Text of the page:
Use this URL to cite or link to this record in EThOS: http://ethos.bl.uk/OrderDetails.do?uin=uk.bl.ethos.644532
Title: Econometric essays on home ownership, life satisfaction and crime : an examination of alternative approaches, literatures and economies
Author: Winfield, Thomas George
ISNI:       0000 0004 5356 5822
Awarding Body: Swansea University
Current Institution: Swansea University
Date of Award: 2014
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Abstract:
This thesis investigates issues of home ownership, life satisfaction and criminal activity and their relationship to each other. Drawing from the body of economic theory and econometric techniques, currently available, it explores the extent to which these topics, significant concerns for society, and individuals within society, can be examined. A variety of statistical techniques, from a range of disciplines, alongside contributions from alternative literatures, are utilised to discuss the subject. Four empirical chapters, connected to the areas above, consider recent publications, and offer distinct approaches to investigating the subject. Chapter one considers the importance of housing tenure and quality in terms of life satisfaction. Central to the argument is the view of Dietz and Haurin (2003), supported by a range of disciplines, that the individual life satisfaction benefits enjoyed by homeowners are attached to the pride and self-efficacy derived from becoming owners, and that these gains are directly connected to housing quality concerns. This chapter reports on analysis made through the use of a fuzzy measure of housing quality within a Mundlak corrected panel ordered probit. Results suggest that including a control variable for housing concerns mitigates the relative life satisfaction gains enjoyed bV homeowners. Chapter two builds on the analysis presented, by examining the importance of homeownership and its relationship to fear of crime. van Praag, and Ferrer-i-Carbonell (2008) demonstrate a novel approach to modelling ordered dependent variables which allows for a multi-level linear approach with instrumented variables, referred to as probit adapted ordinary least squares (POLS). This cross sectional approach identified the significance of individual crimes and fear as a whole in determining life satisfaction. Chapter three draws upon recently published work by Cook and Winfield (2013) to model convergence levels with previously unconsidered data and with a focus on the importance of the urban rural divide in criminal activity. With use of Beta and Sigma convergence findings suggested that, in the US, smaller counties experienced less convergence, and that the level of disaggregation was important for viewing the emergence of a national crime trend. Chapter four expands on the notion of disaggregation by investigating the presence of the motivation and opportunity effects between crime and economic conditions, recently identified by Cook and Watson (2013). The chapter draws upon the works of Phillips and Land (2013) whilst expanding the data sets used and offering additional empirical approaches. The repurposing of the Pesaran and Timmermann (1992) test of forecast accuracy is used, together with additional cross section and time series approaches, in order to test the relationship originally proposed by Cantor and land (1985). Results find that viewing state and county level disaggregated data offered a relationship in contrast to those found by national research.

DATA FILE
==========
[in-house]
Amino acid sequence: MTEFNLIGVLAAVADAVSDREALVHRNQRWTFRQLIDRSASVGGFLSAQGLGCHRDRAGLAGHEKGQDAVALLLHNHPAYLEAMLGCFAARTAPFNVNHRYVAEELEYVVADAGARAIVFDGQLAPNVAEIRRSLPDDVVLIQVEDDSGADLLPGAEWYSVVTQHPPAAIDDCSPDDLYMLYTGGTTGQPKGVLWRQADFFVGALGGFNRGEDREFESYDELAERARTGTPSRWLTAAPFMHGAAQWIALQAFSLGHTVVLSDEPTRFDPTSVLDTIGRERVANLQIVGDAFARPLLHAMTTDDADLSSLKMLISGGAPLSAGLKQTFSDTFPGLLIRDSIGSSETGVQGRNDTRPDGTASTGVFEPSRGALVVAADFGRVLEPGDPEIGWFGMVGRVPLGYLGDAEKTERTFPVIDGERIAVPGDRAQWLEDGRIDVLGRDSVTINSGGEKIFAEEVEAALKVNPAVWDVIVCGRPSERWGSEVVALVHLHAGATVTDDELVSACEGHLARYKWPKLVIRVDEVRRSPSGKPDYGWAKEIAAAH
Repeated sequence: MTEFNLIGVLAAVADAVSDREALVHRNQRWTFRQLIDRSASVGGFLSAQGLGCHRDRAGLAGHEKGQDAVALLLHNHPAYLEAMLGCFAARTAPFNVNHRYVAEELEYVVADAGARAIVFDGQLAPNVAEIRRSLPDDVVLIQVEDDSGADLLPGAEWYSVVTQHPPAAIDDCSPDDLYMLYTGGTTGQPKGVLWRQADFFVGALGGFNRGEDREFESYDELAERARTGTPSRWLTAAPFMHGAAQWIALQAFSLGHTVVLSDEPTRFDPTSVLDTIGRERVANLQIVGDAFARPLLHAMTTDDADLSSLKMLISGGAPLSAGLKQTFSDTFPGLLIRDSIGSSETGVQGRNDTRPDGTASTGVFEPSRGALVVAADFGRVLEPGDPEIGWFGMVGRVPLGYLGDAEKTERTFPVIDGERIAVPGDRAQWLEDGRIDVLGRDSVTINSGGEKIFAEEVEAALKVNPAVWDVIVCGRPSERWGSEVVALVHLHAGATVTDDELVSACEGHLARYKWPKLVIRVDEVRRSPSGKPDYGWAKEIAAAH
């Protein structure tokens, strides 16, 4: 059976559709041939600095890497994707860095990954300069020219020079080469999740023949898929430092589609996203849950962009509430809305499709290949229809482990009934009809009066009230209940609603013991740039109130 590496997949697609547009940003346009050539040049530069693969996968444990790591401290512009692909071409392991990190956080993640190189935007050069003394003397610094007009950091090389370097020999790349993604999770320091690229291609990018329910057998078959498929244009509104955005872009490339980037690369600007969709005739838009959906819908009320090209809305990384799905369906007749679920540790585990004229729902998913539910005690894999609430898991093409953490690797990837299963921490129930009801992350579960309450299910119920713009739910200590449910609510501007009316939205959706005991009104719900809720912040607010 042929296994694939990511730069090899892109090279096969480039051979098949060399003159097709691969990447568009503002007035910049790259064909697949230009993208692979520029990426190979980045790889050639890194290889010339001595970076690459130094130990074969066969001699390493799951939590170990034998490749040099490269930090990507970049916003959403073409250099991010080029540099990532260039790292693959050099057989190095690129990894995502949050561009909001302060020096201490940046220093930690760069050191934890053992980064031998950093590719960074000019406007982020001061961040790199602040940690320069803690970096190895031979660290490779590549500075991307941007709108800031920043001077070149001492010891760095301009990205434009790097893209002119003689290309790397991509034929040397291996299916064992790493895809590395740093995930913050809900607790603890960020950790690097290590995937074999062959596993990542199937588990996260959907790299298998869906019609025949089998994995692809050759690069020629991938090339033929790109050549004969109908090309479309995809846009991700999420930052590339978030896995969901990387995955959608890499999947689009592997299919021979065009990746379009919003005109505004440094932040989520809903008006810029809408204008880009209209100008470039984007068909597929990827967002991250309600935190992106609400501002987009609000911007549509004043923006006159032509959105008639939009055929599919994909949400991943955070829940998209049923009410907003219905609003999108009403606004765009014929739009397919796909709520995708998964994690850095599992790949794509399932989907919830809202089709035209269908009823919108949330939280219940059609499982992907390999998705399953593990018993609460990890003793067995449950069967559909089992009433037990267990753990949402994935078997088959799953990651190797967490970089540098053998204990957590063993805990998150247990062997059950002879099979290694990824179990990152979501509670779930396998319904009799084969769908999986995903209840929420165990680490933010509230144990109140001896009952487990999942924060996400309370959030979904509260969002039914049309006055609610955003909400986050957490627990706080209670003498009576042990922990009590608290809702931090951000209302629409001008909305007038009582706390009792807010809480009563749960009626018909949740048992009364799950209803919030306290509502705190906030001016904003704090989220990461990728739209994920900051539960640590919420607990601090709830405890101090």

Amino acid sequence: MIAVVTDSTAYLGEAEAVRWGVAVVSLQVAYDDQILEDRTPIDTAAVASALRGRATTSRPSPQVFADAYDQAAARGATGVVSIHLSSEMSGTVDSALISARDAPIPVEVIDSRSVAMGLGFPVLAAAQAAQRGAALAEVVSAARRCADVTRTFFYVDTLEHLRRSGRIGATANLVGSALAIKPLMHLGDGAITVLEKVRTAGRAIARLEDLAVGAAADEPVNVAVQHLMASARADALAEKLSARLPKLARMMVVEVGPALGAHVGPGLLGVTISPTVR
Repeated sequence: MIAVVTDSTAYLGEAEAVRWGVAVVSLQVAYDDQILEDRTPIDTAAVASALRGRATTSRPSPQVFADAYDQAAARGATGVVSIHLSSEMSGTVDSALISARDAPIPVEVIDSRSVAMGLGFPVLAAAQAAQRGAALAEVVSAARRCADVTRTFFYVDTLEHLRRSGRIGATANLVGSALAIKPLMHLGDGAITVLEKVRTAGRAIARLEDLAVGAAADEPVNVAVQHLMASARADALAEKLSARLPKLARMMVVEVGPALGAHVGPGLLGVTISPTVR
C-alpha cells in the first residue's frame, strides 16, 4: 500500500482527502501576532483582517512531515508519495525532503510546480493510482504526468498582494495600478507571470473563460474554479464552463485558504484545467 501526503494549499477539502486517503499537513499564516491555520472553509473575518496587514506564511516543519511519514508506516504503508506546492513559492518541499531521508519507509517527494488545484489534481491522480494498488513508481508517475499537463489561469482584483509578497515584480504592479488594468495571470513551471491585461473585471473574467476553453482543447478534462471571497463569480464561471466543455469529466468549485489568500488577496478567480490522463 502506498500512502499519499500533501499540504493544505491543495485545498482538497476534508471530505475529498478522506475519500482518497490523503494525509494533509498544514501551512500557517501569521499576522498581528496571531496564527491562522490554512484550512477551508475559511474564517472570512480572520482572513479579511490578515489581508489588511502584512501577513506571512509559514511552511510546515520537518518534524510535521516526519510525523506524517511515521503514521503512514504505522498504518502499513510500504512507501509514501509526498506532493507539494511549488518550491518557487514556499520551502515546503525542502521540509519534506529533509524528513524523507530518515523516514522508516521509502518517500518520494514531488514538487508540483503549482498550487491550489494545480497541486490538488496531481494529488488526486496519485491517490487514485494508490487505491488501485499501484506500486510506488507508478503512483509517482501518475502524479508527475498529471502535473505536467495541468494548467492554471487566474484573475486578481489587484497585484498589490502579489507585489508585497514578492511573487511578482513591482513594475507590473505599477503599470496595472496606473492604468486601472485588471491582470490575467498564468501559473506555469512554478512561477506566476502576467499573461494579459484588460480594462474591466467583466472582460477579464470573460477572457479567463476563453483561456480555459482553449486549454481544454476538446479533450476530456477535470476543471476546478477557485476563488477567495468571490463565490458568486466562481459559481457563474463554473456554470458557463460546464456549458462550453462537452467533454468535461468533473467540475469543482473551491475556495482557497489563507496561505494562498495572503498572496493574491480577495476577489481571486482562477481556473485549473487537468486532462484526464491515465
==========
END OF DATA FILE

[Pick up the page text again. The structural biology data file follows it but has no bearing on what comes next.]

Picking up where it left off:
Supervisor: Not available Sponsor: Not available
Qualification Name: Thesis (Ph.D.) Qualification Level: Doctoral
EThOS ID: uk.bl.ethos.644532  DOI: Not available
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